Not Doing the Thing
So conflicts could have been resolved if the characters had done the sensible thing. I realize that if characters never made mistakes we’d never have story, but LoK has some really spectacular mistakes.
Why for example did Suyin Beifong refuse to restore order in Ba Sing Sei after the Earth Queen’s death? Morals aside, she at the time ruled one of the most advanced cities in the world with dedicated cadre of trained fighters. She had at this point already took her forces out of the city to help the avatar and the fledgling air nomads. Her refusal to help led directly to Kuvira’s rise to power.
While we’re on the topic of inaction. Why in season four was the Fire Lady so unwilling to take action against Kuvira? Given all the work Zuko put into rehabilitating the nation’s image after the war this attitude makes sense to a point. Did she really forget that her son is a part of the army that would very likely have to fight Kuvira on its own if the Fire Nation refused to help?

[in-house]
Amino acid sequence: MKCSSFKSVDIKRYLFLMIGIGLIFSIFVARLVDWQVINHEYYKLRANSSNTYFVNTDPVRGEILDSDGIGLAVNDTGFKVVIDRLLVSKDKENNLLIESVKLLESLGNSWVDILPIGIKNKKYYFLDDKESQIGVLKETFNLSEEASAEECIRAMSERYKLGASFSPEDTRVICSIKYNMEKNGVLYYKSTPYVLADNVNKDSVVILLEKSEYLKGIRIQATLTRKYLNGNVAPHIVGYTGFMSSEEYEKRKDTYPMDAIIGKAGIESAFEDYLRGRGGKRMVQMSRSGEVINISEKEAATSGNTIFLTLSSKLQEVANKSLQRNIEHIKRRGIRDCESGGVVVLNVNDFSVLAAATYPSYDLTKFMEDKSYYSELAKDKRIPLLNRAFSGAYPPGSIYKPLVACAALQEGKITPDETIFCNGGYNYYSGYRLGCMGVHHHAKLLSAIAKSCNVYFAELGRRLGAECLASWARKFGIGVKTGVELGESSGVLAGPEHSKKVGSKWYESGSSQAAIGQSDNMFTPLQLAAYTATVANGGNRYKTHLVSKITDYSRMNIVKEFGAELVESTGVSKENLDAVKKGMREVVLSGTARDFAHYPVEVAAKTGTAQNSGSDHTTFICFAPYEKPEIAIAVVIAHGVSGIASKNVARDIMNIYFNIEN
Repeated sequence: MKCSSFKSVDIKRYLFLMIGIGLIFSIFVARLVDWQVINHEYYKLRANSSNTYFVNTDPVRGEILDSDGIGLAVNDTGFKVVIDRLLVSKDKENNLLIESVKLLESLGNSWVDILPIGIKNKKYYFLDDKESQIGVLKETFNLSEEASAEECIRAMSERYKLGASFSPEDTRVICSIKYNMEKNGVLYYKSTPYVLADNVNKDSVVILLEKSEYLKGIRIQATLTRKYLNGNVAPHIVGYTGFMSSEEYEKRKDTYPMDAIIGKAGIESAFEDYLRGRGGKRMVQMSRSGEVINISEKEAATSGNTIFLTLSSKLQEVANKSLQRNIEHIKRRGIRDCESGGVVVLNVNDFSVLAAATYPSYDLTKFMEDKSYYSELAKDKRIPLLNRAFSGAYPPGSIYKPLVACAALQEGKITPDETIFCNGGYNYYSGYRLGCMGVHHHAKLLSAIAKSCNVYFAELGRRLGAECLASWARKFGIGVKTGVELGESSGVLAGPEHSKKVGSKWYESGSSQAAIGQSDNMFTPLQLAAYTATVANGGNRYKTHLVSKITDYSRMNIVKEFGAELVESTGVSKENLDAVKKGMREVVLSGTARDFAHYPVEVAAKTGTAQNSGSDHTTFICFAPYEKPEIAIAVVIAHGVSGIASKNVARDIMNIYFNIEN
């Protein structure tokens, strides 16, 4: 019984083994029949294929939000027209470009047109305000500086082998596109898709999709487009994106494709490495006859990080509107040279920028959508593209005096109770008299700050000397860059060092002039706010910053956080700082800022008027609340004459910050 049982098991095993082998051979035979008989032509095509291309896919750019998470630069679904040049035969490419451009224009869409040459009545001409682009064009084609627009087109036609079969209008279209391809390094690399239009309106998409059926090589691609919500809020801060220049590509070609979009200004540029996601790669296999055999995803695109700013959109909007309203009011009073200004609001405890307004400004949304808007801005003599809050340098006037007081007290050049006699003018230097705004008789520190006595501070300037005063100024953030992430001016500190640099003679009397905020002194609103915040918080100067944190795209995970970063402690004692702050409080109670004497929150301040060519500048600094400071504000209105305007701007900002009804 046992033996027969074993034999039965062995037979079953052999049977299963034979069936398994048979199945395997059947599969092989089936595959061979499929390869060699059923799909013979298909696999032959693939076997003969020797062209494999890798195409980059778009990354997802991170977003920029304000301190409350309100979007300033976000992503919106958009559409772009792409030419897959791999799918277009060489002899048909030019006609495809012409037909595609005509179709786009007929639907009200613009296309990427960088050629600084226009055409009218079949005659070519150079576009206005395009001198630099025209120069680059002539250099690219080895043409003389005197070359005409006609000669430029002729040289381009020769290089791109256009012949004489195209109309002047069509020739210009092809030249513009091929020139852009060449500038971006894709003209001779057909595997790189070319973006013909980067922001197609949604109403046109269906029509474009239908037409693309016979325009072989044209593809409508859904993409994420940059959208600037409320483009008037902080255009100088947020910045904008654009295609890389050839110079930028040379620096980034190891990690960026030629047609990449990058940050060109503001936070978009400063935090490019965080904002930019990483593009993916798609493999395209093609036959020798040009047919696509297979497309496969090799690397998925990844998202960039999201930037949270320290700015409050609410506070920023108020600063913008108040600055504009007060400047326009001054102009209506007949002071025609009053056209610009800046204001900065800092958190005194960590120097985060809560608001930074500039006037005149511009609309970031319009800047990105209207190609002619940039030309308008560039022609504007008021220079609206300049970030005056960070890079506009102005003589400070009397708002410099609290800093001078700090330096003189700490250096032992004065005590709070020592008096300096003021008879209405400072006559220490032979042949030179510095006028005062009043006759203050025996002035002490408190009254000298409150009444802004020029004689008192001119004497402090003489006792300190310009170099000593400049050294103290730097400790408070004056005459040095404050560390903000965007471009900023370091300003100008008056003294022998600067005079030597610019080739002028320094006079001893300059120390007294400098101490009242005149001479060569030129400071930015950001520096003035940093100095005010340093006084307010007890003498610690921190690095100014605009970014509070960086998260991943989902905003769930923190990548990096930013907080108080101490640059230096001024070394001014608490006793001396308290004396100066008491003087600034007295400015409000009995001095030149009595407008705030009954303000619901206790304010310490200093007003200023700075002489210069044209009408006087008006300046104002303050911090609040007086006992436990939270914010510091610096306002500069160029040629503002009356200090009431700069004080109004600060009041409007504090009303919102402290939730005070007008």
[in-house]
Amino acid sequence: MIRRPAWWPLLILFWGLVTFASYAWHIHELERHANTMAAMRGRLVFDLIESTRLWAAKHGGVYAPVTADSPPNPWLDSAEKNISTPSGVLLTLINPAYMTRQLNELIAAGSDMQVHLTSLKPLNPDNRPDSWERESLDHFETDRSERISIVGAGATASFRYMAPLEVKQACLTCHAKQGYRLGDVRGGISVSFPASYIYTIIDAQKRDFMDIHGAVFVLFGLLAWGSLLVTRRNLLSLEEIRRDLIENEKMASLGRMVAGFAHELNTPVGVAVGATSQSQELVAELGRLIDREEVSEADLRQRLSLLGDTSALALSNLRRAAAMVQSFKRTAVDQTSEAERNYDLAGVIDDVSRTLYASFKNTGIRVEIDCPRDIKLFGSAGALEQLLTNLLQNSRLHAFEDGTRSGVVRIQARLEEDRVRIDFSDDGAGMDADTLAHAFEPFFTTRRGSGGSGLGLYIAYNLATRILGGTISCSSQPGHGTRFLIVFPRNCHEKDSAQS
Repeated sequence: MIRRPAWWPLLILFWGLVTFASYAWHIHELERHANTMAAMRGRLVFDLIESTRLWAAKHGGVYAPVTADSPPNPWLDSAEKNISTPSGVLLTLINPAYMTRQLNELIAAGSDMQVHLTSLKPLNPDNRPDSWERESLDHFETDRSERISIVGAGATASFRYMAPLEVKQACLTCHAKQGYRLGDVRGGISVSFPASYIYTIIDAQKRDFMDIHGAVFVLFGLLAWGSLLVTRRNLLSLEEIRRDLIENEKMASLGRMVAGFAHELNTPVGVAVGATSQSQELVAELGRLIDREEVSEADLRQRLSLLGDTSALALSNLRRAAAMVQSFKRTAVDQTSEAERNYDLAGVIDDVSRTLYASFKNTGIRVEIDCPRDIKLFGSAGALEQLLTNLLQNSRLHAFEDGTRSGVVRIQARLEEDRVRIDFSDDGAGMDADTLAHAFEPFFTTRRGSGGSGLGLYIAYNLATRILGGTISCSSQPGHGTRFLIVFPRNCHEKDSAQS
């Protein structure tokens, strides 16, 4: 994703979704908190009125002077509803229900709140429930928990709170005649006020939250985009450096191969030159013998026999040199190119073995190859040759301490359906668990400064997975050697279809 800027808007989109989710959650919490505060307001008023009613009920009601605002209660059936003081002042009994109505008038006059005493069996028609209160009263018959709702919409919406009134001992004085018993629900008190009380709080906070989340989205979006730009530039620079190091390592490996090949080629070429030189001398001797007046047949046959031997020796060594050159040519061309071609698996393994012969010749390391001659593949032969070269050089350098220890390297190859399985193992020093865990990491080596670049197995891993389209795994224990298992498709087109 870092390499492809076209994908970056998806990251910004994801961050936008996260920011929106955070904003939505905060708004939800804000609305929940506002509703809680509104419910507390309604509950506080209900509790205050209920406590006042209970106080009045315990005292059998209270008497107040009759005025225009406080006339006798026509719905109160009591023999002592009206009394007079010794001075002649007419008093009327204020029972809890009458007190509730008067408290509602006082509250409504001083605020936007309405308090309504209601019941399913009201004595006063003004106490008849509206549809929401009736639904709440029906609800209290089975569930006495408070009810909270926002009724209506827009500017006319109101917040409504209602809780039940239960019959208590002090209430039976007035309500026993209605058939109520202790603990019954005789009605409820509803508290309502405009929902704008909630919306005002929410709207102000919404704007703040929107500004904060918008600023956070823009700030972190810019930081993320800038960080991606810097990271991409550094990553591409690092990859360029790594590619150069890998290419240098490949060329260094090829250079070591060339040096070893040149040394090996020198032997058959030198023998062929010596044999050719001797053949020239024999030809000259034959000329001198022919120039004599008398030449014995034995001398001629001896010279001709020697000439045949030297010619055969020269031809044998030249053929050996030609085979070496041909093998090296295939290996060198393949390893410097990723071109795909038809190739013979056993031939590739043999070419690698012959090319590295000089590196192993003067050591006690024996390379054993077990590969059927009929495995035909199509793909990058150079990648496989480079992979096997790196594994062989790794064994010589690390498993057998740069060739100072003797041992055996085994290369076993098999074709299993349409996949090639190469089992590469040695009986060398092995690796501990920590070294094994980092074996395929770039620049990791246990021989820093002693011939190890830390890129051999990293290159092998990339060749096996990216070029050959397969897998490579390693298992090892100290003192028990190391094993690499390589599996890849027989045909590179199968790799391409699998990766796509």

And why didn’t General Iroh just order his troops to fight Kuvira? I understand that the president had ordered him to surrender but it’s not like he wouldn’t have been able to see what a terrible idea surrender was. Plus as a member of the Fire Nation’s royal family he isn’t lacking in career options. After the role he played in season one, his part in season four was just disappointing.
I actually enjoyed Avatar Wan’s story. I know a lot of people did not. But it didn’t actually contradict any of the existing lore, if anything it gave it greater context, and the different art style made it clear that the story was being told with some embellishments.